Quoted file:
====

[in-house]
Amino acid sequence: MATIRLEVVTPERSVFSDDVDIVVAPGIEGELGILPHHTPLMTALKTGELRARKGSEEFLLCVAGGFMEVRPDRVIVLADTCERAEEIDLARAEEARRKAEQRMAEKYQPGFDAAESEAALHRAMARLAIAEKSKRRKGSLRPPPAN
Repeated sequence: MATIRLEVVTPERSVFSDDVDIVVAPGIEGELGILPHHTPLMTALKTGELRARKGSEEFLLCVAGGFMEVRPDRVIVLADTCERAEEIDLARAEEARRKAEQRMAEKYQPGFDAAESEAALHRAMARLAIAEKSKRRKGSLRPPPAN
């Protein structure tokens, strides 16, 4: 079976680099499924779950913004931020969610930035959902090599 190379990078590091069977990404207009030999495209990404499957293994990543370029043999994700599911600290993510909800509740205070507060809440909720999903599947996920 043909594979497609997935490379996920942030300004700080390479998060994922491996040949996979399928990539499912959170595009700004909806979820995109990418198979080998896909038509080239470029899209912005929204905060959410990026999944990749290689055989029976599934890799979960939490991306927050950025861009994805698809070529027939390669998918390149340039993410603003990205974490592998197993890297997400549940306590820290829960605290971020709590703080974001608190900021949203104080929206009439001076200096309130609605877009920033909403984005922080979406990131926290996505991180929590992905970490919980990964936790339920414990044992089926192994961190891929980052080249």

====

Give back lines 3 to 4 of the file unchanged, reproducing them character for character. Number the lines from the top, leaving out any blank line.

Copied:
Repeated sequence: MATIRLEVVTPERSVFSDDVDIVVAPGIEGELGILPHHTPLMTALKTGELRARKGSEEFLLCVAGGFMEVRPDRVIVLADTCERAEEIDLARAEEARRKAEQRMAEKYQPGFDAAESEAALHRAMARLAIAEKSKRRKGSLRPPPAN
């Protein structure tokens, strides 16, 4: 079976680099499924779950913004931020969610930035959902090599 190379990078590091069977990404207009030999495209990404499957293994990543370029043999994700599911600290993510909800509740205070507060809440909720999903599947996920 043909594979497609997935490379996920942030300004700080390479998060994922491996040949996979399928990539499912959170595009700004909806979820995109990418198979080998896909038509080239470029899209912005929204905060959410990026999944990749290689055989029976599934890799979960939490991306927050950025861009994805698809070529027939390669998918390149340039993410603003990205974490592998197993890297997400549940306590820290829960605290971020709590703080974001608190900021949203104080929206009439001076200096309130609605877009920033909403984005922080979406990131926290996505991180929590992905970490919980990964936790339920414990044992089926192994961190891929980052080249």